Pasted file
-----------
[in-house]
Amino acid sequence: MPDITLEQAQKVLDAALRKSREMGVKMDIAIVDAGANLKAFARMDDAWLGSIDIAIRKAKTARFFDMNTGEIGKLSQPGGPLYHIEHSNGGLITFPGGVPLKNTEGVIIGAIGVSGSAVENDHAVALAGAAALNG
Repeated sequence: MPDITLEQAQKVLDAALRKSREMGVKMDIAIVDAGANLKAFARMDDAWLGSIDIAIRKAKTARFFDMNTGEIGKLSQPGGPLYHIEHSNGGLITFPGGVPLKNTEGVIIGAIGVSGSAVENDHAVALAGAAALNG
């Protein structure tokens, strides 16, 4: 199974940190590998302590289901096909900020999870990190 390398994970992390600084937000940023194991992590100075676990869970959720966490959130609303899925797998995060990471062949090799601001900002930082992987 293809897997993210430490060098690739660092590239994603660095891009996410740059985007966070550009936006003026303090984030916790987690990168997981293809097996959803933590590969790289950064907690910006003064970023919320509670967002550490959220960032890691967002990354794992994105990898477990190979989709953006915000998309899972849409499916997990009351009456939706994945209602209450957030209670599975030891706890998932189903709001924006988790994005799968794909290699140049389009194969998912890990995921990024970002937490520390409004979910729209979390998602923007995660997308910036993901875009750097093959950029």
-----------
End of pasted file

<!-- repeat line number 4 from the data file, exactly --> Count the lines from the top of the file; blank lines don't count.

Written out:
């Protein structure tokens, strides 16, 4: 199974940190590998302590289901096909900020999870990190 390398994970992390600084937000940023194991992590100075676990869970959720966490959130609303899925797998995060990471062949090799601001900002930082992987 293809897997993210430490060098690739660092590239994603660095891009996410740059985007966070550009936006003026303090984030916790987690990168997981293809097996959803933590590969790289950064907690910006003064970023919320509670967002550490959220960032890691967002990354794992994105990898477990190979989709953006915000998309899972849409499916997990009351009456939706994945209602209450957030209670599975030891706890998932189903709001924006988790994005799968794909290699140049389009194969998912890990995921990024970002937490520390409004979910729209979390998602923007995660997308910036993901875009750097093959950029």